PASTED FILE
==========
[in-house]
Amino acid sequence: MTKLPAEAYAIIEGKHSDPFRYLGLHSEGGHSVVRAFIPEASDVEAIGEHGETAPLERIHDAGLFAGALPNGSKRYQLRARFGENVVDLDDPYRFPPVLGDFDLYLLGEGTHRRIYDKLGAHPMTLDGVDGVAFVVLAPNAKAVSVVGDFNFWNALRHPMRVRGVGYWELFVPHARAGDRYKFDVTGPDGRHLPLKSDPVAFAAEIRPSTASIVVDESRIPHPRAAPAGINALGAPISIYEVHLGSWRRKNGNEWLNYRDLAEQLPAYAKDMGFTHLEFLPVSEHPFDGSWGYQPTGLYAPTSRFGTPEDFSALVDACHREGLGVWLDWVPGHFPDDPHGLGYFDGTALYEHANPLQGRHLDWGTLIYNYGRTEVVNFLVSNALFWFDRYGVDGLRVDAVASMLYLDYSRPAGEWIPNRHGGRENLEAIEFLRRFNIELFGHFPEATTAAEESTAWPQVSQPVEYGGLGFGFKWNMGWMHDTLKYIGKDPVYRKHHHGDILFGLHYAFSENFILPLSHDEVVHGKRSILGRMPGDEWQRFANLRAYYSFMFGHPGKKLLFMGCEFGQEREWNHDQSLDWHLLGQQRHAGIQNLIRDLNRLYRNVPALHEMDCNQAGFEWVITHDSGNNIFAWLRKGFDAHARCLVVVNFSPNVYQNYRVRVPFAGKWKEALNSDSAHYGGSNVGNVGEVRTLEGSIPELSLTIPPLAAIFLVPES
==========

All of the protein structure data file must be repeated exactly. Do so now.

[in-house]
Amino acid sequence: MTKLPAEAYAIIEGKHSDPFRYLGLHSEGGHSVVRAFIPEASDVEAIGEHGETAPLERIHDAGLFAGALPNGSKRYQLRARFGENVVDLDDPYRFPPVLGDFDLYLLGEGTHRRIYDKLGAHPMTLDGVDGVAFVVLAPNAKAVSVVGDFNFWNALRHPMRVRGVGYWELFVPHARAGDRYKFDVTGPDGRHLPLKSDPVAFAAEIRPSTASIVVDESRIPHPRAAPAGINALGAPISIYEVHLGSWRRKNGNEWLNYRDLAEQLPAYAKDMGFTHLEFLPVSEHPFDGSWGYQPTGLYAPTSRFGTPEDFSALVDACHREGLGVWLDWVPGHFPDDPHGLGYFDGTALYEHANPLQGRHLDWGTLIYNYGRTEVVNFLVSNALFWFDRYGVDGLRVDAVASMLYLDYSRPAGEWIPNRHGGRENLEAIEFLRRFNIELFGHFPEATTAAEESTAWPQVSQPVEYGGLGFGFKWNMGWMHDTLKYIGKDPVYRKHHHGDILFGLHYAFSENFILPLSHDEVVHGKRSILGRMPGDEWQRFANLRAYYSFMFGHPGKKLLFMGCEFGQEREWNHDQSLDWHLLGQQRHAGIQNLIRDLNRLYRNVPALHEMDCNQAGFEWVITHDSGNNIFAWLRKGFDAHARCLVVVNFSPNVYQNYRVRVPFAGKWKEALNSDSAHYGGSNVGNVGEVRTLEGSIPELSLTIPPLAAIFLVPES